Mother helping daughter learn about major financial decisions when moving away from home.

Financial Literacy Basics: A Guide for Your Young Adult – Part 2

Navigating Major Financial Decisions

As young adults leave home, their two most important financial decisions will revolve around their largest expenses – housing and possibly transportation.

Your task is to help your child understand how the finances affected by these two decisions will shape their lifestyle and ability to afford it.

So, in this second part of our series, we offer some aspects to consider as you discuss their journey toward financial independence.

Housing Considerations
Assessing Affordability

Help your child evaluate their ability to afford an apartment based on their salary, whether via salary or independent contractor earnings. Discuss the mandatory expenses of living independently, such as rent, utilities, rental insurance, food, and transportation.

The key decision about affordability is the trade-off between one’s own apartment vs. financial flexibility for discretionary expenses like socializing, shopping, fitness, travel, and hobbies. This insight will help them decide whether to commit to moving from the family home.

Rental Exploration

If your child opts to rent, guide them through finding a suitable apartment within their budget constraints. Considerations should include lease duration and any additional fees for the building’s amenities – gym, storage, club, and services.

Educating them about market conditions can give your child some leverage in lease and terms negotiations. These conditions may include unit availability in the chosen building and general area, length of time between tenants, and rental trends.

Consider that an independent landlord may offer reduced rent in exchange for help with building services such as trash removal, handiwork, etc.

Making your child aware of the value of being a good tenant can aid them in future negotiations. This value can stem from paying rent in full and on time, being a respectful neighbor, being friendly with building staff, etc.

Purchase Insights

If your child has saved enough for a down payment, explore the possibility of purchasing a co-op, condo, or house. Don’t let high mortgage rates deter them. Emphasize the long-term benefits of the right price for the right property. Mortgages can be refinanced when rates are reduced.

To help them make an informed purchase decision, clarify the total cost of ownership, including mortgage, property taxes, insurance fees, and all utility and maintenance costs. Other considerations may be potential building assessments, renovation costs, and amortization of realtor’s fees.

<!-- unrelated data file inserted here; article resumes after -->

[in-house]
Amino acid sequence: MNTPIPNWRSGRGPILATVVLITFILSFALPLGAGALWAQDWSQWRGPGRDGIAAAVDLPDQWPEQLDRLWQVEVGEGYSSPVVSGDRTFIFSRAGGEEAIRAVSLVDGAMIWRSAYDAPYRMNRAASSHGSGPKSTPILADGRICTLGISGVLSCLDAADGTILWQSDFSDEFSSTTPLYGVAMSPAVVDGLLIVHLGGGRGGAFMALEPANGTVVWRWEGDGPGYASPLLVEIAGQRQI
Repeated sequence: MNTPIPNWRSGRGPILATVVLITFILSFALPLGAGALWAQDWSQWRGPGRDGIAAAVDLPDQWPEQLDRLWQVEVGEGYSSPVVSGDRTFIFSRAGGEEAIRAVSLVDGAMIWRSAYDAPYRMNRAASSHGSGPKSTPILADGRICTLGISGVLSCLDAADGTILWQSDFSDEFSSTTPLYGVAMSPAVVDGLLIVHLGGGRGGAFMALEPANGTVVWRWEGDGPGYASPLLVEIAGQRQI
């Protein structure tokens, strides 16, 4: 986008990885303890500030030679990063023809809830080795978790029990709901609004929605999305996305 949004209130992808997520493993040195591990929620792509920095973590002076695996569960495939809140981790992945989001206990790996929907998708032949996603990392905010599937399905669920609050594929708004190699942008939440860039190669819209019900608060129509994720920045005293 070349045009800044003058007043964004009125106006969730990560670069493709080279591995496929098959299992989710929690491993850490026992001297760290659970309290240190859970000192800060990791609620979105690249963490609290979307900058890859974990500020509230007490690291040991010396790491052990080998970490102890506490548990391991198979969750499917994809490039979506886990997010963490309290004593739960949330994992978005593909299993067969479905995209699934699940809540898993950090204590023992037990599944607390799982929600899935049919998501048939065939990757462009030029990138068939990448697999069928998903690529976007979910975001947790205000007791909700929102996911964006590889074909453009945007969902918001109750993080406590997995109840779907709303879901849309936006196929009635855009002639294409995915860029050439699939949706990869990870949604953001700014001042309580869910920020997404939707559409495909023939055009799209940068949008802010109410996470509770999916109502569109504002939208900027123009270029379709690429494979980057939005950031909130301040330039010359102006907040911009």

Automobile Considerations
Analyzing Transportation Needs

Engage in a thorough discussion about the necessity of owning a car vs. alternatives like public transportation, renting, ride-sharing, or using cabs when needed.

Car Purchase Considerations

Guide your child through the research and purchase of a car. Consider factors like new or used, payment methods (cash, financing, leasing), insurance, fuel costs, maintenance, and parking fees.

Explore preferences in car size, standards, and features. Balance the need for economy and desire for luxury, and assess maintenance coverage under lease terms or warranty.

Insurance Knowledge
Renter’s or Homeowner’s Insurance

Highlight the importance and benefits of insurance in addition to the requirements. Homeowner’s insurance is mandatory for property owners with a mortgage and usually for coops and condos. Landlords often require renter’s insurance.

Encourage renters to obtain renter’s insurance, even if not mandatory. It not only protects the renter’s possessions but also safeguards them in case of harm to others or their property.

Determine if renters’ or homeowners’ policies offer options to cover loss or damage to jewelry, collectibles, and electronic devices. This coverage is often much less expensive than extended warranties.

Umbrella Insurance for Excess Liability

Introduce the concept of umbrella insurance, offering liability coverage beyond standard home and auto policies at reasonable rates. Particularly crucial in a litigious world, it can protect against claims like libel, defamation, and slander.

Ensure your child’s coverage aligns with their net worth. Umbrella insurance is a well-priced shield against potential lawsuits that a substantial salary could trigger. It provides some privacy in that, as opposed to other insurance, an excess insurance policy’s coverage amount is not a matter of public record.

Your young adult will need two primary policies in order to purchase umbrella insurance. Explore options like non-owner auto insurance, which provides coverage for occasional car use or borrowing, as that second policy.

Ask an Insurance Professional

Encourage your young adult to consult insurance brokers to gain knowledge and advice for their situation.

Read the other articles in our Financial Literacy Basics Guide for Young Adults – Part 1: Nurturing Financial Wisdom and Money Management and Part 3: Employee Benefits and Financial Security. For information on our services in this area, please visit our LifeArc page.

Launching your kids into the world can be daunting. It is even more challenging to help them navigate major financial decisions to build a secure financial future.

Eddy & Schein Group has expertise and experience in empowering newly independent adults with financial knowledge and insight. If you’d like some assistance, please give us a call. We’re here to help.

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Eddy & Schein Group helps:

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Tell us what you need.
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